As we continue to consider practical ways to equip young people to stand firm in their faith, we find many Christian teens today are living a life with little to no spiritual reflection or depth. Many are deeply confused about the nature and character of the Triune God, other essential Christian truths, and even the concept of truth itself. Because most young peoples’ worldviews are shaped by the world and our culture rather than by the Bible, their beliefs diverge widely from Biblical standards. As a result of this, many teens are leaving the very faith they once identified with, and of those remaining in the faith, few are living as bold witnesses for Christ. Dedicated teenagers who embrace an authentic Christian worldview, however, are not only less likely to abandon the faith, but are more likely to practice it in their daily lives. This is why apologetics training is such a critical component in the discipling of our youth. If we can help them to internalize the truth and beauty of Christianity, they will be far more likely to live out its goodness. History has shown that people act on what they believe—not what they say they believe, or want to believe, but what they really believe. People who believe that God truly has spoken through the Bible are far more likely to follow its guidance and are much bolder in their witness for the truth of Christianity than are those who are not so convinced. We must lovingly train young people to be able to defend their faith with confidence and authority.
Deeply rooted in the hearts of all young people is the awareness that truth is a necessary bedrock for life. We should never dismiss the fact that youth believe in truth, that they want truth, and that they organize their lives around what they believe is ultimately true. They just need help to clear away the misconceptions about truth that they unwittingly have adopted from our culture. We should help our students understand creation, the historical Jesus, the problem of evil, and other important apologetic issues. In my own work with teens, I have found four helpful strategies in this endeavor.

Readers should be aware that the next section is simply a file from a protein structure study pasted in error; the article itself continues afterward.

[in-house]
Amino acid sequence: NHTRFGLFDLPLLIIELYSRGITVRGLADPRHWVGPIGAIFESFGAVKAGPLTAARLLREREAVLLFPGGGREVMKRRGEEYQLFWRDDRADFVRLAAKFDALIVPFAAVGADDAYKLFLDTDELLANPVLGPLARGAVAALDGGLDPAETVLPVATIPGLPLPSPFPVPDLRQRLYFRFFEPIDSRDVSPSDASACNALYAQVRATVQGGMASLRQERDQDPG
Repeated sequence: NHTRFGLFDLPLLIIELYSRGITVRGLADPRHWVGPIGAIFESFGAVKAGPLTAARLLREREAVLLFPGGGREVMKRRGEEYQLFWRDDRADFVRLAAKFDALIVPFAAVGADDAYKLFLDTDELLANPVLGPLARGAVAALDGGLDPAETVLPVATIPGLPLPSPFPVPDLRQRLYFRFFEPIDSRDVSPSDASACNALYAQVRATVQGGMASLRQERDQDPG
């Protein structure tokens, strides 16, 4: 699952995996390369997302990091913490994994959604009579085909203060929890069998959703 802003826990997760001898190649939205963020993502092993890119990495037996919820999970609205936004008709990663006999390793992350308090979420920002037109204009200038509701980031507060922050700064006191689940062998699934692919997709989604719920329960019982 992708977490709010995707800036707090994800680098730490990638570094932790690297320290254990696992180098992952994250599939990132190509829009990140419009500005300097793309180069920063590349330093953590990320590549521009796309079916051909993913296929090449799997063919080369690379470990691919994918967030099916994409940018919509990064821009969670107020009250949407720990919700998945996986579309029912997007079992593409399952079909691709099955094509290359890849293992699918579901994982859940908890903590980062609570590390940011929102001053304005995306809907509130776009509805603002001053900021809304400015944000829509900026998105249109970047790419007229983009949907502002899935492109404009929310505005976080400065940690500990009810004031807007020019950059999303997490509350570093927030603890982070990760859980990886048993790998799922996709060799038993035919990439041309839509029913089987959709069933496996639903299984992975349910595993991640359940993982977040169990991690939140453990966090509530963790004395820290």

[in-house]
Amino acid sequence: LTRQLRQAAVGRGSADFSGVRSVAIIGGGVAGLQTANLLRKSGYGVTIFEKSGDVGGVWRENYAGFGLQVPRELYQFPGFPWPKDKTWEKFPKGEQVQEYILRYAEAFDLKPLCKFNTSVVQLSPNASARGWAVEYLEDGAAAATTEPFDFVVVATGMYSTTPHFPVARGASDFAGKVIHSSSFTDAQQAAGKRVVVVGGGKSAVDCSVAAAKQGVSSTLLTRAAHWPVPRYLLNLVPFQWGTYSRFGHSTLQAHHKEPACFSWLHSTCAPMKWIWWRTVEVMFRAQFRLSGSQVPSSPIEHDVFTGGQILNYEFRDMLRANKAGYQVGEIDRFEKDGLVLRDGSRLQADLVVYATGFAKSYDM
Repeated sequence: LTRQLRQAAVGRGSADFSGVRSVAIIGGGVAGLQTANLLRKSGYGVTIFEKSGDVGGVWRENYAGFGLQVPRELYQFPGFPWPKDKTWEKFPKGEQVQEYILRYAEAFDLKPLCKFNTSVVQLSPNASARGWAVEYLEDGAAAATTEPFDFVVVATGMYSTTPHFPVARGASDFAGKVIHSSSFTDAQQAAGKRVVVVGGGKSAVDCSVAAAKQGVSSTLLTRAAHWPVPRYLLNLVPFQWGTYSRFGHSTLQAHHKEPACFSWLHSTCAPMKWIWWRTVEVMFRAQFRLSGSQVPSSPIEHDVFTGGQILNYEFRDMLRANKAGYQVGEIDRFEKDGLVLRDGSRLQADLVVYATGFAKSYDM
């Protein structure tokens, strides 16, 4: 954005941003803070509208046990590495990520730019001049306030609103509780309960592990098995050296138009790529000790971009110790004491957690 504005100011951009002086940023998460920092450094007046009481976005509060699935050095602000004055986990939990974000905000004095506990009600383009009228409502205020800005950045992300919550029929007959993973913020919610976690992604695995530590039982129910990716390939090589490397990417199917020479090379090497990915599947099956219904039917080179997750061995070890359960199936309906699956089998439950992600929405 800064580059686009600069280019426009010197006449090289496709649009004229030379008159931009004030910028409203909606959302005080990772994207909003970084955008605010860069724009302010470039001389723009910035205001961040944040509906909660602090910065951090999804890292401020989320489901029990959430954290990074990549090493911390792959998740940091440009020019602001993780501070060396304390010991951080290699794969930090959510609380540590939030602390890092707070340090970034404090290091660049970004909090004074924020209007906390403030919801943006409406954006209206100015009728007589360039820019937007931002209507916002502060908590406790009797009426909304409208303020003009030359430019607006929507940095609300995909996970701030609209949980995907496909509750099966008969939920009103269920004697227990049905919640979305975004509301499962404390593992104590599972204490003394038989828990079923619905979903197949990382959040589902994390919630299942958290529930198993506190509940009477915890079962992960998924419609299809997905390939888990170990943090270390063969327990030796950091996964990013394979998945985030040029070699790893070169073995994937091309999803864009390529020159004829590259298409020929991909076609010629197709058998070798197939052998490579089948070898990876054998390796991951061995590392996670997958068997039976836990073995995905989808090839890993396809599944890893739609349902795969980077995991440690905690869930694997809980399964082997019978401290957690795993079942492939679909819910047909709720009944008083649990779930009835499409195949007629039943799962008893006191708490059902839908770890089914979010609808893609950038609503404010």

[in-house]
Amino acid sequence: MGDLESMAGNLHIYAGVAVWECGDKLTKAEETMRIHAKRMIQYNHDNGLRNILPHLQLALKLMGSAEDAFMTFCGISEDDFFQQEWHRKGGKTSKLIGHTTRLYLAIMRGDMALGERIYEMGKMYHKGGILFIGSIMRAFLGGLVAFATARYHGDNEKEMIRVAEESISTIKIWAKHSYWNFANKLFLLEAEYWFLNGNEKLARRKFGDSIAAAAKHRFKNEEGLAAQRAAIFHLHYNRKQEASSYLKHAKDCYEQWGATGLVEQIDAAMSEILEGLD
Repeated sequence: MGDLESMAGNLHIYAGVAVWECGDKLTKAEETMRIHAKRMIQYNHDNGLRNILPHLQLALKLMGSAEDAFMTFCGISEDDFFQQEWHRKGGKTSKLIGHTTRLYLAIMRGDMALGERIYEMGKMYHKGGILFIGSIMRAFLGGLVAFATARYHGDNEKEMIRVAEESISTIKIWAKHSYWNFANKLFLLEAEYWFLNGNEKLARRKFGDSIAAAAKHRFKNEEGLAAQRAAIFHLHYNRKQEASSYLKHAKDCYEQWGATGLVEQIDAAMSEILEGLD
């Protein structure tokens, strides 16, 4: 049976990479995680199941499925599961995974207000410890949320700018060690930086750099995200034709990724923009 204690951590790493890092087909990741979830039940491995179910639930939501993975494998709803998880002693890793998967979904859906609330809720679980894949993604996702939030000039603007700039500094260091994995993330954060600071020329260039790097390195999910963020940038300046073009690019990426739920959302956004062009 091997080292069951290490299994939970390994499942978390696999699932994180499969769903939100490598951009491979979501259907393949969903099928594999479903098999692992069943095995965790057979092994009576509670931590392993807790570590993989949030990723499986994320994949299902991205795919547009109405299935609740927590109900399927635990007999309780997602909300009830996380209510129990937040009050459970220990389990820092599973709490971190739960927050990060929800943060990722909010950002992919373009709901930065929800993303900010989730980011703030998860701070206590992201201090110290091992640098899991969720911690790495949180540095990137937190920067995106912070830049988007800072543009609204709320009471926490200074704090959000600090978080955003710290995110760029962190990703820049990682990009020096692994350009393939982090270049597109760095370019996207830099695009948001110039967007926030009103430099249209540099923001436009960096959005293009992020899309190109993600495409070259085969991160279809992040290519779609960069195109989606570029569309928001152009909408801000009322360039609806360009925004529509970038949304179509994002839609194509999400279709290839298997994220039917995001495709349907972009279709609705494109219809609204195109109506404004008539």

First, help teens develop the skills of critical thinking. In our fast‐paced, image‐oriented culture, youth are more persuaded by images and stories than reasoned proofs. Few have cultivated the ability to think critically, yet critical thinking is the very skill they need to distinguish truth from error. All young people should be able to identify self‐refuting statements such as, “There is no truth”, “Christianity is false because there are so many hypocrites,” and appeals to emotion such as, “We must legalize abortion because so many unwanted babies get abused in the world.” Basic logic skills are indispensable for training students in apologetics.
Second, use examples from the media to teach biblical truths. Studies indicate that students spend more time interacting with the media outside the classroom (e.g., the Internet, television, video games) than they do interacting with subject material in the classroom, which makes media examples powerful tools. I try to incorporate a media example nearly every time I teach youth.
Third, ask pointed questions. The best way to help teenagers learn how to defend their faith is often through probing questions and interaction rather than “preaching” or lectures. This is how Jesus Himself taught. When Jesus was challenged or asked a question, He often responded with a question. I often begin a lesson with a thought‐provoking question, which also helps me to find out what my students truly believe about a subject. For example, I recently asked: “When fellowship with Jesus becomes a Sunday only experience, how does that affect the rest of your week?”
Fourth, help teenagers put their knowledge into practice. Without application, apologetics is often simply a head game that makes little difference in their lives, so we must provide supervised opportunities for them to apply in real‐world situations what they have learned.
When young people find answers to their questions about the Christian faith, they often become bolder in their witness for Christ. Apologetics training creates confidence and courage. If we want our young people to be bold witnesses for Christ, we have to equip them with the intellectual tools to defend their beliefs.